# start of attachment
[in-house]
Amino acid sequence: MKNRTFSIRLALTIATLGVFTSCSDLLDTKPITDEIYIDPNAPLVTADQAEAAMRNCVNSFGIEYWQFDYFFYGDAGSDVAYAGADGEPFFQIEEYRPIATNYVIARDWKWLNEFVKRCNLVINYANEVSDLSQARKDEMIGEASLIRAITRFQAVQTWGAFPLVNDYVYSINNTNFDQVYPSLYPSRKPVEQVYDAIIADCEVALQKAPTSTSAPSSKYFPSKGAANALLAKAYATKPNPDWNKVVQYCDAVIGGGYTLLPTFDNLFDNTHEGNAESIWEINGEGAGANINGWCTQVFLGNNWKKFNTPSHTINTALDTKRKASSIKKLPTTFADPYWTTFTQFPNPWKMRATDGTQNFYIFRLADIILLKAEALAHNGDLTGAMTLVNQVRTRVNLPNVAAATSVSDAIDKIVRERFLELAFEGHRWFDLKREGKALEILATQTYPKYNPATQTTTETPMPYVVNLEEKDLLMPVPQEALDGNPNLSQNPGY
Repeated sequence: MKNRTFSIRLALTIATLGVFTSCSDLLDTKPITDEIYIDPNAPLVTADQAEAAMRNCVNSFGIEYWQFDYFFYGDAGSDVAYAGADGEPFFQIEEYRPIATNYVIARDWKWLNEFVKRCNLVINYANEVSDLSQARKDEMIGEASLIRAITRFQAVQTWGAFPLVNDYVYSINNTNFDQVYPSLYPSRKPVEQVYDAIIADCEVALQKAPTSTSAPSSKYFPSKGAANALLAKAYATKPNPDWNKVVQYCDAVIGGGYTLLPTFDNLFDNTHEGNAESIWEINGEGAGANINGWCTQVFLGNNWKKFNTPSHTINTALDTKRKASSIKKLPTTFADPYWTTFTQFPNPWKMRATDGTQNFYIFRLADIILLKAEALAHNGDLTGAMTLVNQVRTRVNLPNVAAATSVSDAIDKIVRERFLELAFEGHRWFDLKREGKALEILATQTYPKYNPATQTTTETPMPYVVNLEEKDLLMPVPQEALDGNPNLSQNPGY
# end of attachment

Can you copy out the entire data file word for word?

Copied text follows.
[in-house]
Amino acid sequence: MKNRTFSIRLALTIATLGVFTSCSDLLDTKPITDEIYIDPNAPLVTADQAEAAMRNCVNSFGIEYWQFDYFFYGDAGSDVAYAGADGEPFFQIEEYRPIATNYVIARDWKWLNEFVKRCNLVINYANEVSDLSQARKDEMIGEASLIRAITRFQAVQTWGAFPLVNDYVYSINNTNFDQVYPSLYPSRKPVEQVYDAIIADCEVALQKAPTSTSAPSSKYFPSKGAANALLAKAYATKPNPDWNKVVQYCDAVIGGGYTLLPTFDNLFDNTHEGNAESIWEINGEGAGANINGWCTQVFLGNNWKKFNTPSHTINTALDTKRKASSIKKLPTTFADPYWTTFTQFPNPWKMRATDGTQNFYIFRLADIILLKAEALAHNGDLTGAMTLVNQVRTRVNLPNVAAATSVSDAIDKIVRERFLELAFEGHRWFDLKREGKALEILATQTYPKYNPATQTTTETPMPYVVNLEEKDLLMPVPQEALDGNPNLSQNPGY
Repeated sequence: MKNRTFSIRLALTIATLGVFTSCSDLLDTKPITDEIYIDPNAPLVTADQAEAAMRNCVNSFGIEYWQFDYFFYGDAGSDVAYAGADGEPFFQIEEYRPIATNYVIARDWKWLNEFVKRCNLVINYANEVSDLSQARKDEMIGEASLIRAITRFQAVQTWGAFPLVNDYVYSINNTNFDQVYPSLYPSRKPVEQVYDAIIADCEVALQKAPTSTSAPSSKYFPSKGAANALLAKAYATKPNPDWNKVVQYCDAVIGGGYTLLPTFDNLFDNTHEGNAESIWEINGEGAGANINGWCTQVFLGNNWKKFNTPSHTINTALDTKRKASSIKKLPTTFADPYWTTFTQFPNPWKMRATDGTQNFYIFRLADIILLKAEALAHNGDLTGAMTLVNQVRTRVNLPNVAAATSVSDAIDKIVRERFLELAFEGHRWFDLKREGKALEILATQTYPKYNPATQTTTETPMPYVVNLEEKDLLMPVPQEALDGNPNLSQNPGY